this season is over, I'm going to have run out of 'damns.'"

But, damn, what about that center problem? It would have been
partly solved had the Warriors not matched Houston's offer sheet
to free agent Marc Jackson. The Rockets hope that Cato, to whom
they gave a six-year, $42 million deal two seasons ago, will at
last develop an offensive game and more consistently display his
shot-blocking prowess. The quiet hope, too, is that Griffin
develops quickly, particularly since Maurice Taylor will probably
miss the entire season after having surgery on his right Achilles
tendon in September. If Griffin does emerge, don't count on
hearing about it from him. "He hasn't said a word since he got
here," says Francis. Griffin waves that off. "I don't have to do
much talking with Steve and Cat around," says Griffin. True, this
backcourt doesn't need any help with the quotes. They'll even
handle a lot of the scoring and pressure defense. Yet if the
Rockets are going to get to the playoffs, they're going to need
serious contributions from someone other than Moms Mobley.

--J.M.

COLOR PHOTO: BOB ROSATO ROCKET SCIENCE Francis says the chemistry with his backcourt pal Mobley is excellent, but is that enough fuel in the West?

enemy lines
an opposing team's scout sizes up the Rockets

"They'll be better than last season but not a lot.... Losing
Hakeem Olajuwon is obviously big, but he had slowed down,
wouldn't go out and play people on the perimeter at all. If they
can get anything from Kelvin Cato at center, they'll be better
defensively. Long-range, though, Cato's not the answer. Jason
Collier is not the answer even short-range.... Eddie Griffin was
lazy in high school and lazy at Seton Hall, so I see no reason
he won't still be lazy. He has talent, but Walt Williams will
outwork him, and as much as Houston seems to be counting on
Griffin, Williams could end up getting more minutes.... Terence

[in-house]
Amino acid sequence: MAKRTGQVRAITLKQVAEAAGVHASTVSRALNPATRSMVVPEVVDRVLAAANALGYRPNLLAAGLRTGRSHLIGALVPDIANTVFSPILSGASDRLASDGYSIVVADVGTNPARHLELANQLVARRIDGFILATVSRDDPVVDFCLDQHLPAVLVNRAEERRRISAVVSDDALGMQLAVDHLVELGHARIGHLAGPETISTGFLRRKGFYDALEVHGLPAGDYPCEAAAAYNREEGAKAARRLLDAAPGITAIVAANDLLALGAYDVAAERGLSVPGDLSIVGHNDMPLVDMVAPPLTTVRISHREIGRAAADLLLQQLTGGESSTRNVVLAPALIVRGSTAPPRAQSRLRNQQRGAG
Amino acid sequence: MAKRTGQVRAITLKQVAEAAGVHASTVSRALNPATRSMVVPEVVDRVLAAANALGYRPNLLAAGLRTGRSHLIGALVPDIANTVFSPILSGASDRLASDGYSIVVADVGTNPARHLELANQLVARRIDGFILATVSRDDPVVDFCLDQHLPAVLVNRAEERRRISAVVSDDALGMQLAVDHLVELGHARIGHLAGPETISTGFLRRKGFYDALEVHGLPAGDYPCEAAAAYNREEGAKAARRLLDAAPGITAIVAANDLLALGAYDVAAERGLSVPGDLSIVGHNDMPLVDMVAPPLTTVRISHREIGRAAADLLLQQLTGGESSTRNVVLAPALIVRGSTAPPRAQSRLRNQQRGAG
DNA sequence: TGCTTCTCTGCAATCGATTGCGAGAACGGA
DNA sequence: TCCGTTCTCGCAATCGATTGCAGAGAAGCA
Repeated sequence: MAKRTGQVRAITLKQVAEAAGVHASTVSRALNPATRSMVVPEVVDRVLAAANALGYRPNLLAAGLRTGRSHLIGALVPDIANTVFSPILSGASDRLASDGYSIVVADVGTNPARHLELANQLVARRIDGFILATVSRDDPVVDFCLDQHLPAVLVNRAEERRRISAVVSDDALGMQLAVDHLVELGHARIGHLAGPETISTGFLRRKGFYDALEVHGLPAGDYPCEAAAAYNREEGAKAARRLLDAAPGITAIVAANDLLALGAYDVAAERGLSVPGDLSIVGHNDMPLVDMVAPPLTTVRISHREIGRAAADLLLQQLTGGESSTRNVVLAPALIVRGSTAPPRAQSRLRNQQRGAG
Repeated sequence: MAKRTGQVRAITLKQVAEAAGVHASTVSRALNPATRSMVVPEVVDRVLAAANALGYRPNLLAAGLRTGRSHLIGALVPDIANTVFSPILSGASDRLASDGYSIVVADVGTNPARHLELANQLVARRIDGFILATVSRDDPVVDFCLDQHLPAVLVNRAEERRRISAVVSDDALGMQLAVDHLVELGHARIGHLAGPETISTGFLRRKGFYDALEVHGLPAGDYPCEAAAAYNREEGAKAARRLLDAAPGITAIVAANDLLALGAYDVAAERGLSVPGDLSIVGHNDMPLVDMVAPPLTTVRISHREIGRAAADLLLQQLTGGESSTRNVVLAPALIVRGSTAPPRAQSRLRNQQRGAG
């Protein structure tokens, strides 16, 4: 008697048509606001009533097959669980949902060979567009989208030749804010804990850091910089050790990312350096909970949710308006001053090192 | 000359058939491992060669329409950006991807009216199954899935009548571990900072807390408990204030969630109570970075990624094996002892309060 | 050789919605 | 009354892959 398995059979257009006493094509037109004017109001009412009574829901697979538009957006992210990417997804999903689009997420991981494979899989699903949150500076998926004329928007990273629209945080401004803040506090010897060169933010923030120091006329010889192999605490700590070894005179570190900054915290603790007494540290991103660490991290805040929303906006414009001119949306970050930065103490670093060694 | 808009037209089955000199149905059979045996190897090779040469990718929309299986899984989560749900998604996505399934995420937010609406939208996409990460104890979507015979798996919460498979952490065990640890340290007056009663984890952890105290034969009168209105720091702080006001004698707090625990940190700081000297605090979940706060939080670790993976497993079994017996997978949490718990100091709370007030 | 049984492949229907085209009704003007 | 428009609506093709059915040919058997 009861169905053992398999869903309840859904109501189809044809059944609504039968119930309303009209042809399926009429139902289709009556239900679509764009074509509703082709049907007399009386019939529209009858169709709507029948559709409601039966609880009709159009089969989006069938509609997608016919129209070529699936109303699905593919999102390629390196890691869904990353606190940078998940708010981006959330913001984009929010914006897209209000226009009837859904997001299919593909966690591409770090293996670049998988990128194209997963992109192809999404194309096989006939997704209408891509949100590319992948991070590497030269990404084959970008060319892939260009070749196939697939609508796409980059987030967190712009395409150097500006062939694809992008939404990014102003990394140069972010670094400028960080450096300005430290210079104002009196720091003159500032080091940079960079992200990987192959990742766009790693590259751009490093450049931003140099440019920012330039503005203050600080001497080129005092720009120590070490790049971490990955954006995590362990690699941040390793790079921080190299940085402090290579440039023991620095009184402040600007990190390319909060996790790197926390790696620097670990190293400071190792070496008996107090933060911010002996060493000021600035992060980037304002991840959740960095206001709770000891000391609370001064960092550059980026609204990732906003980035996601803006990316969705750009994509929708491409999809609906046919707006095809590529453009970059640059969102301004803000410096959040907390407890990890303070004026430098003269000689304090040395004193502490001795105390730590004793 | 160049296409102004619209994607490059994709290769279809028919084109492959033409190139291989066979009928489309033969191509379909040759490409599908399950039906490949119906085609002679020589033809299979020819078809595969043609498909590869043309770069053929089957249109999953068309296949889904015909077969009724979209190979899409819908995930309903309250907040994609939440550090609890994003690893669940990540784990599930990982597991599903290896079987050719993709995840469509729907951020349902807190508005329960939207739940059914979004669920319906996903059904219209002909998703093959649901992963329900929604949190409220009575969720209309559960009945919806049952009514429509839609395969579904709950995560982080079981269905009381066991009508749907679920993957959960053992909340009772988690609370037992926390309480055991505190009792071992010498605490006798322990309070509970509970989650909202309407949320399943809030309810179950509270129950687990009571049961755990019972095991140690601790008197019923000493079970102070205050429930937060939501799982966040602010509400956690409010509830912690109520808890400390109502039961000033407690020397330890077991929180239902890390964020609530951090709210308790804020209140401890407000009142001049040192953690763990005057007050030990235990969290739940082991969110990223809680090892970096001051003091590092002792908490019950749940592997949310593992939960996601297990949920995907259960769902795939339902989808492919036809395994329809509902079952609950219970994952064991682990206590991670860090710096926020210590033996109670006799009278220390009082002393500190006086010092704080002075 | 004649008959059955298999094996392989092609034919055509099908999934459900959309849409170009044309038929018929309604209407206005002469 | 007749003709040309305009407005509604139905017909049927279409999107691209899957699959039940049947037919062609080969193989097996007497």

Morris can do a bit of everything, but he's not a real
difference-maker. Still, Steve Francis and Cuttino Mobley will
keep the Rockets in most games. They're among the best one-two
duos in the league. Either one can handle, shoot on the run,
break people down, make standstill shots and defend. Anything
else you can ask of a guard? Both guys, along with Glen Rice,
are willing and able to take big shots. Rice won't win you a
championship, but he's got some gas left in the tank, and he'll
be good with this backcourt, where he'll be able to roam and
find his spot.... Kenny Thomas is an underrated player--a four
with the quick feet of a three. He gets the job done with
know-how.... If the Warriors hadn't matched Houston's offer for
Marc Jackson and the Rockets could have brought him off the
bench, they'd have a nice rotation, but it's going to be tough
for them to get much better in the West."

projected lineup
2000-01 record: 45-37 (fifth in Midwest)
Coach: Rudy Tomjanovich (11th season with Rockets)

STARTERS
PVR* 2000-01 KEY STATS

SF Glen Rice[1] 12.0 ppg 4.1 rpg 1.2 apg 44.0 FG% 38.9 3FG%
100
PF Kenny Thomas 7.1 ppg 5.6 rpg 0.58 bpg 0.54 spg 44.3 FG%
189
C Kelvin Cato 4.7 ppg 4.0 rpg 0.89 bpg 57.7 FG% 64.9 FT%
125
SG Cuttino Mobley 19.5 ppg 2.5 apg 5.0 rpg 1.06 spg 43.4 FG%
49
PG Steve Francis 19.9 ppg 6.5 apg 6.9 rpg 45.1 FG% 39.6 3FT%
23

BENCH
PVR* 2000-01 KEY STATS

F Eddie Griffin(R) 17.8 ppg 10.8 rpg 4.43 bpg 42.9 FG% 32.0 3FG%
154[1]
G Moochie Norris 6.6 ppg 3.5 apg 2.4 rpg 0.84 spg 44.6 FG%
210
F Walt Williams 8.3 ppg 3.4 rpg 1.3 apg 39.4 FG% 39.5 3FG%
241
C Jason Collier 3.1 ppg 1.60 rpg 0.3 apg 38.0 FG% 70.8 FT%
253
F Terence Morris(R) 12.2 ppg 7.7 rpg 1.9 apg 2.19 bpg 43.2 FG%
287[1]

[1]New acquisition
(R) Rookie (statistics for final college season)
*PVR: Player Value Ranking (explanation on page 117)

"Rice won't win you a championship, but he's got some gas left
in the tank."